- Monika Satote
Elif Shafak is a master storyteller : 10/10 to her book 10 Minutes 38 Seconds in This Strange World
Cry, my dear. Never be ashamed of your tears. Cry, and everyone knows you’re alive.
'10 minutes 38 seconds in this strange world' is an ode to all who fight against all the odds to live their life on their terms. Shafak’s prose is so delicate and captivating that I was absorbed in the book like someone was telling me a story - A story of Tequila Leila. She was a sex worker in Istanbul, whose body was found dumped in a bin. In the last 10 minutes 38 secs before she dies, her mind takes a trip back to the memories from her childhood, her family, teenage years and her life in Istanbul, her friends and their stories, and almost everything that mattered to her when she was alive.
The interesting part starts from the title itself. I was so curious about why the book is titled that way. I read the book and I understood, then I did some research and I was shocked. Shafak chose such a rare and great concept to write about. It is something that one should find out while reading. As a story, it's fabulous but at the same time very important. The book highlights so many important themes like exploitation of sex workers, the hardships of immigrants and displaced people, the lives of Muslim women in Turkey, the politics in Turkey, etc. For me, the most horrifying part of this book was reading about the cemetery of the companionless - No tombstones, no flowers, no people - only the bodies of the people who are undesirables and unworthy by the definition of society. Reading about it and then knowing it exists in Istanbul gave me goosebumps and also made me feel sad and disturbed for many reasons.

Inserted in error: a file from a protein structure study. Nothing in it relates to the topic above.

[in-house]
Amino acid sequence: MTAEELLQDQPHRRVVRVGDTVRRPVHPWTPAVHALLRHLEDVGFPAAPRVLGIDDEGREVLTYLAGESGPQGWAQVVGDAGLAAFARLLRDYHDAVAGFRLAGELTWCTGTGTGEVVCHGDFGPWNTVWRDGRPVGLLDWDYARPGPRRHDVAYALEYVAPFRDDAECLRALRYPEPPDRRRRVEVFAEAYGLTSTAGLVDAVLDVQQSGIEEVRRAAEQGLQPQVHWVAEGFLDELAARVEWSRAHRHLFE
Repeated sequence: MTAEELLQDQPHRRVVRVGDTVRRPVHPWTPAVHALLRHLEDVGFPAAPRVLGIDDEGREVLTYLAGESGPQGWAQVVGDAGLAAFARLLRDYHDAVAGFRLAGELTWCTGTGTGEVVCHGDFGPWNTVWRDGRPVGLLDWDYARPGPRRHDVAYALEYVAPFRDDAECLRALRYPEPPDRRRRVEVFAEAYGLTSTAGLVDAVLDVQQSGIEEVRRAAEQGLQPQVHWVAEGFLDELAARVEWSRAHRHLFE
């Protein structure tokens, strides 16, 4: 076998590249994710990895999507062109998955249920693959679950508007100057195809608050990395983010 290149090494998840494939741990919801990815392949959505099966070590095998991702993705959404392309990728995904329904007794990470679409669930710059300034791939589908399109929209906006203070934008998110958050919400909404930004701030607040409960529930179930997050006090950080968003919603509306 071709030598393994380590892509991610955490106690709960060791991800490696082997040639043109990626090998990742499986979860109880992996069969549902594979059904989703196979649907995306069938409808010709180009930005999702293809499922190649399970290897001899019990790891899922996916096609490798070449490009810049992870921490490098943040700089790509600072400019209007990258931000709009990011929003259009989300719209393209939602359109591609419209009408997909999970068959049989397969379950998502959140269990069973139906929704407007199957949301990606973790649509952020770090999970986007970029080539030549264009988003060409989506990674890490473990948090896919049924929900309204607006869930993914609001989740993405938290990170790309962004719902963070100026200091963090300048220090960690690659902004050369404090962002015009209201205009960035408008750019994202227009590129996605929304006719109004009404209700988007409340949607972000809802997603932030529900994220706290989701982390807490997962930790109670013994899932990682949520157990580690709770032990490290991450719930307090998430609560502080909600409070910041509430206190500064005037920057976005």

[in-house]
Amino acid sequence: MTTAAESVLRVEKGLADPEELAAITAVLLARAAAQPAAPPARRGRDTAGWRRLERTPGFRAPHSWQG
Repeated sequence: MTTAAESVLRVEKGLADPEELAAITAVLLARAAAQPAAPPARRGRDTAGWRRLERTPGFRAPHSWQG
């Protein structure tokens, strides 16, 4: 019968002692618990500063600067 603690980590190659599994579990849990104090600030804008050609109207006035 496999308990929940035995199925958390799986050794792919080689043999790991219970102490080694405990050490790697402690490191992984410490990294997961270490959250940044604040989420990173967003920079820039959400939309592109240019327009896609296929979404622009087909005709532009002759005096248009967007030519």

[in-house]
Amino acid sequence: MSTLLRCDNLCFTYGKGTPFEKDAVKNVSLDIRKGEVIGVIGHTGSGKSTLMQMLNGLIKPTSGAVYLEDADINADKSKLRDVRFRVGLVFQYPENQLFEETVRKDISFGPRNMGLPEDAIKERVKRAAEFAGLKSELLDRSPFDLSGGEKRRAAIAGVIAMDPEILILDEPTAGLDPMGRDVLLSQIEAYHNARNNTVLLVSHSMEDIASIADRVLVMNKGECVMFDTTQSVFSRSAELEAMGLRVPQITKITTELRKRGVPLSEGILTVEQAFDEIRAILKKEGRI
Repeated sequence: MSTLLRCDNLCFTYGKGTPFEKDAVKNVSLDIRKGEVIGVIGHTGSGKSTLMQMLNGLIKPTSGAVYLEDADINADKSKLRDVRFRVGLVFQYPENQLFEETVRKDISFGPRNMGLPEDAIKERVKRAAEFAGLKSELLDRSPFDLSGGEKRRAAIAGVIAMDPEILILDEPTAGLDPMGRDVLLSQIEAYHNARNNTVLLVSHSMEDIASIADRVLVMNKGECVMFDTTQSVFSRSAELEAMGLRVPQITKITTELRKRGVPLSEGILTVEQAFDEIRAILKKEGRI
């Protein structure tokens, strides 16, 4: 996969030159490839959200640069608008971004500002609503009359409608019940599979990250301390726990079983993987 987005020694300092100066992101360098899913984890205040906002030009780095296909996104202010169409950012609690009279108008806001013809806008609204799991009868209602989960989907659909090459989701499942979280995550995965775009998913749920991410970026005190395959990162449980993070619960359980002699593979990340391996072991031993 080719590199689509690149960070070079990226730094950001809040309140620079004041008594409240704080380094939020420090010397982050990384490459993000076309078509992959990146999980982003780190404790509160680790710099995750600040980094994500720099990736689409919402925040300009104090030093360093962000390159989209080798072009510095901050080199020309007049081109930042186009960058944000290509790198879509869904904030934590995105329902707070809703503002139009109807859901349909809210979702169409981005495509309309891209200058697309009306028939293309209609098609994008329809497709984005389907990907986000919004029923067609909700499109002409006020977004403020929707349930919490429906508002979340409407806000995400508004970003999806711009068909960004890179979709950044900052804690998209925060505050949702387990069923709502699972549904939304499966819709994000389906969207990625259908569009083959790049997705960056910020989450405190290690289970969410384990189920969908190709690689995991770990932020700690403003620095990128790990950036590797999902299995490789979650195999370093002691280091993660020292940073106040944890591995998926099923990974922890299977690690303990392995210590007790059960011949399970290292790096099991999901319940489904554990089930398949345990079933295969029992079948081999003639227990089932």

The book for me was an introduction to the cruel side of Istanbul and lot many themes that I mentioned above. An eye-opener in some sense. Very extraordinary, sensual and thought-provoking read of the year. A must-read, I highly recommend.
Just because you think it’s safe here, it doesn’t mean this is the right place for you, her heart countered. Sometimes where you feel most safe is where you least belong.
People always gave simple names to the complex things that frightened them.